DiaPro is an early diagnostic test for the identification of pre-diabetics and for so far undiagnosed Type-2-diabetics. DiaPro allows to already diagnose patients when the diabetic dynamics in their metabolism first set in, even if the blood glucose levels do not yet show any significant changes.Mehr Info
Today, the prediction of pre-diabetics is done based on testing for HbA1c. This marker is not well apt for early-diagnosis and prognostics as it renders unspecific results. While HbA1c only responds to elevated blood-glucose levels covering a period of three months prior to testing, the metabolic dynamics that lead to diabetes set in years earlier, before any significant changes in blood-glucose levels can be detected. Therefore, HbA1c and other markers only respond when pre-diabetes is already well advanced and close to turning into manifest type-2-diabetes (T2D).
To avoid T2D, however, effective prevention should set in much earlier than allowed for by the HbA1c measurement. Furthermore, prevention should be based on information on the metabolic dynamics and insulin resistance leading to T2D and not on simply stating elevated blood-glucose levels.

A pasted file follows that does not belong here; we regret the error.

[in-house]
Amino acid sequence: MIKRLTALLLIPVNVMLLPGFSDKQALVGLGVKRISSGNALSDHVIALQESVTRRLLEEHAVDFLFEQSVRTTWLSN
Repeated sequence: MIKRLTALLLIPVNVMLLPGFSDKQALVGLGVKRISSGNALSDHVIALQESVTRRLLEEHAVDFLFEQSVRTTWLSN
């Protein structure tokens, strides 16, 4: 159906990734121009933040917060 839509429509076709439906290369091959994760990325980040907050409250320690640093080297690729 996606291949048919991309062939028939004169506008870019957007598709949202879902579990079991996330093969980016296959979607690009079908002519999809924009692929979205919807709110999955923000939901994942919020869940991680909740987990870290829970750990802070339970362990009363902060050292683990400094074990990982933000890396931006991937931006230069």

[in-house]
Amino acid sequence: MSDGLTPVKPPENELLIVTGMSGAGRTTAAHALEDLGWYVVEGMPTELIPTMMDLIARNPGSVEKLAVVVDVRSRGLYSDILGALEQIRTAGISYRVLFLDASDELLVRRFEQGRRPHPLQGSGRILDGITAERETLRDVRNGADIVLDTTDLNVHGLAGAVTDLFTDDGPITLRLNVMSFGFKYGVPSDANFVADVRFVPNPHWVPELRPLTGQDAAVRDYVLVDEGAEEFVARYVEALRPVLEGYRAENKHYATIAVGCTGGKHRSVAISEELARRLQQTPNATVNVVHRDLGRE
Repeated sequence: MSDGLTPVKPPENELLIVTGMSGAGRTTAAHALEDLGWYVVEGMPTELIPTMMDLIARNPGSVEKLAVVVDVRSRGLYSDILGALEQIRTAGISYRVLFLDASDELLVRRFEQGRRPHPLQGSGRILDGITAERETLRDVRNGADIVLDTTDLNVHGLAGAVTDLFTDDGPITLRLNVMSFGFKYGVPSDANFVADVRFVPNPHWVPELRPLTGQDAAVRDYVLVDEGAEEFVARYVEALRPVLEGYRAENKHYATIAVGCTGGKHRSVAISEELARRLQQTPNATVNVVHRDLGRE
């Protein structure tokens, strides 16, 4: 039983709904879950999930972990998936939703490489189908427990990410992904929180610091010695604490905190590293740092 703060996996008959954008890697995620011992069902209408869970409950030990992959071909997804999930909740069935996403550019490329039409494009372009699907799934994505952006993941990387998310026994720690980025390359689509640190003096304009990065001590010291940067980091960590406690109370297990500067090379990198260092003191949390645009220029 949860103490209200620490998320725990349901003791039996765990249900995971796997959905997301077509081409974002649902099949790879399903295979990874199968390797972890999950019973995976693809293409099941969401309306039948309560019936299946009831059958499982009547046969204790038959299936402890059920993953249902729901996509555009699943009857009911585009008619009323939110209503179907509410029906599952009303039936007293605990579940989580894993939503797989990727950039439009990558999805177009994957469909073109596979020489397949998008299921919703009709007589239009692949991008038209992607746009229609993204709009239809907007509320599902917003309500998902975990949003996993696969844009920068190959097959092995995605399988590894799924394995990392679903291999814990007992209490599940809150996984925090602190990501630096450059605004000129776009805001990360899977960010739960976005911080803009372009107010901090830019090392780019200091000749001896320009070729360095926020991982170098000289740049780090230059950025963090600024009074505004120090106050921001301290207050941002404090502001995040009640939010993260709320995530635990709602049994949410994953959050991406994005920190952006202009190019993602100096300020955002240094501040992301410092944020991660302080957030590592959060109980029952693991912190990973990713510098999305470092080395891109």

DiaPro test allows an identification of a developing T2D years earlier than existing tests. Therefore, intervention can be planned on a less aggressive and intervening scale.
Used for repetitive controlling of pre-diabetes intervention with a patient, DiaPro can monitor whether and to what extent a preventive therapy is effective and to what extent it should be supported by medication.
The test is designed to allow the attending physician a basic classification of the patient into specific groups which are associated with pre-diabetes risk profiles and for which therapy-recommendations can be given.